(Bloomberg) -- Nordea Bank Abp reported record profits in the first quarter as the tailwind from interest rates continues to lend support to the largest lender in the Nordic region.

Net interest income — or the difference Nordea earns from lending and pays for deposits — increased to €1.95 billion ($2.1 billion) for the three months through March, it said on Thursday. That pushed quarterly net income to an all-time high of €1.36 billion. 

The results from the first EU bank to report first-quarter earnings indicate that the bloc’s banks are still reaping the benefits from the interest-rate hikes kicked off by the European Central Bank almost two years ago, which have boosted what they earn on lending while the rates they pay on deposits have risen much more slowly. The effect is expected to taper off eventually as the ECB may start cutting rates soon while competition between banks drives up how much they have to offer to attract savers.

Some analysts expressed disappointment that Nordea didn’t provide fresh details on when it plans to return money to investors through the next share buyback. The lender said it wants to wait until its top regulator, the ECB, has approved some of its new risk models.

“The timing around capital return is a little underwhelming,” Hari Sivakumaran, an analyst at Keefe Bruyette & Woods, said in a note. “We had been expecting buybacks to be announced sooner.”

The decision not to provide fresh information on the next buyback “changes nothing in terms of our attitude to capital returns,” Chief Financial Officer Ian Smith said on a call with analysts. “This is just being respectful of our relationship to our regulator.”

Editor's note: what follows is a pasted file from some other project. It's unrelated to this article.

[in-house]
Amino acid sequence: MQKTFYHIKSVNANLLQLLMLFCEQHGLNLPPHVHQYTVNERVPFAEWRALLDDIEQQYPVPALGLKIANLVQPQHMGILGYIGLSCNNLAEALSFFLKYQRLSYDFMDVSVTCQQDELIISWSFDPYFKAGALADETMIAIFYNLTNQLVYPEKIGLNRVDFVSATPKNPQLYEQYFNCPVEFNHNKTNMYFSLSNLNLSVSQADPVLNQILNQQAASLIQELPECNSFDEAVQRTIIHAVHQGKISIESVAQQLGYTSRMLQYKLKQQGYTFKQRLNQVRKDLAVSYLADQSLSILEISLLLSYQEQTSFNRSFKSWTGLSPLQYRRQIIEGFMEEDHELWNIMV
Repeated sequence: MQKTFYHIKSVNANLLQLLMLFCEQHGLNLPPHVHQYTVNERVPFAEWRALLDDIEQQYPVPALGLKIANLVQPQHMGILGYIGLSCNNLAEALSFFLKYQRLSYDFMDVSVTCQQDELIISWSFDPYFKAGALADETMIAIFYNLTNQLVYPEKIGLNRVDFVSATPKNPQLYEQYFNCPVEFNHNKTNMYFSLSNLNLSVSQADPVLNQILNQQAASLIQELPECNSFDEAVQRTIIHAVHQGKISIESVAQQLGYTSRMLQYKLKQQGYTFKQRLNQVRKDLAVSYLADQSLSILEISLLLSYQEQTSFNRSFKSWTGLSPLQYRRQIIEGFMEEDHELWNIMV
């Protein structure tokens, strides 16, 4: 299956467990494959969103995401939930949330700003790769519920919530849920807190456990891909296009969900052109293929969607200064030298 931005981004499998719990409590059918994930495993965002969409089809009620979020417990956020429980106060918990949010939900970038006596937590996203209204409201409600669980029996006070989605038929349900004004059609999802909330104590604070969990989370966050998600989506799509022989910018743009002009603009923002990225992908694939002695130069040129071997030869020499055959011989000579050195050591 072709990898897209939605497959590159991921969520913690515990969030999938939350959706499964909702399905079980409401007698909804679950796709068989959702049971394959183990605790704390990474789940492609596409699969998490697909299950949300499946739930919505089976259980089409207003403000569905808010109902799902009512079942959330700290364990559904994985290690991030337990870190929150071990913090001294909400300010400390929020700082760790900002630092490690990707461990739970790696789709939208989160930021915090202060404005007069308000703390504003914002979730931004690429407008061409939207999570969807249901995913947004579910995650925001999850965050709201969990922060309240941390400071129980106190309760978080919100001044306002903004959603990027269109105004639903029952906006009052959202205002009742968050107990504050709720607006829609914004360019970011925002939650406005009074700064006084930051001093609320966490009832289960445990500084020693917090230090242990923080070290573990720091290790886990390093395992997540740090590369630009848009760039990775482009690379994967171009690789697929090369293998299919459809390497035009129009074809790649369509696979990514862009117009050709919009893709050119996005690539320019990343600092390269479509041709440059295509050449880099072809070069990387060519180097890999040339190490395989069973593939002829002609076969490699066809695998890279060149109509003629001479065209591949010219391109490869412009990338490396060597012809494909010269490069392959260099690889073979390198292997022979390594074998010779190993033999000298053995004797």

Nordea has bought back €5.5 billion worth of its own stock since late 2021. It concluded a fourth share buyback program, worth €1 billion, in February.

Nordea’s shares opened 1% higher and were trading 0.6% up at 12:24 p.m. in Helsinki.

The bank’s shares have retreated this year and performed worse than those of its Nordic peers, partly after fourth-quarter results underwhelmed.

The net interest income increase in the first quarter was driven by improved deposit margins, higher corporate lending volumes and higher treasury income, Nordea said. It was partly offset by lower lending margins.

Nordea’s net loan losses hit €33 million in the first quarter and it still has a buffer of about €500 million to cover potential future losses. The bank previously flagged such losses will start to “normalize” over time, saying near-zero levels are not sustainable in the long run.

“The result was strong with revenues and costs both better than expected and supported with lower impairments,” Jefferies International Ltd. analysts Alexander Demetriou and Joseph Dickerson said in a note.

--With assistance from Christopher Jungstedt and Anton Wilen.

(Updates with CFO comment in sixth paragraph)

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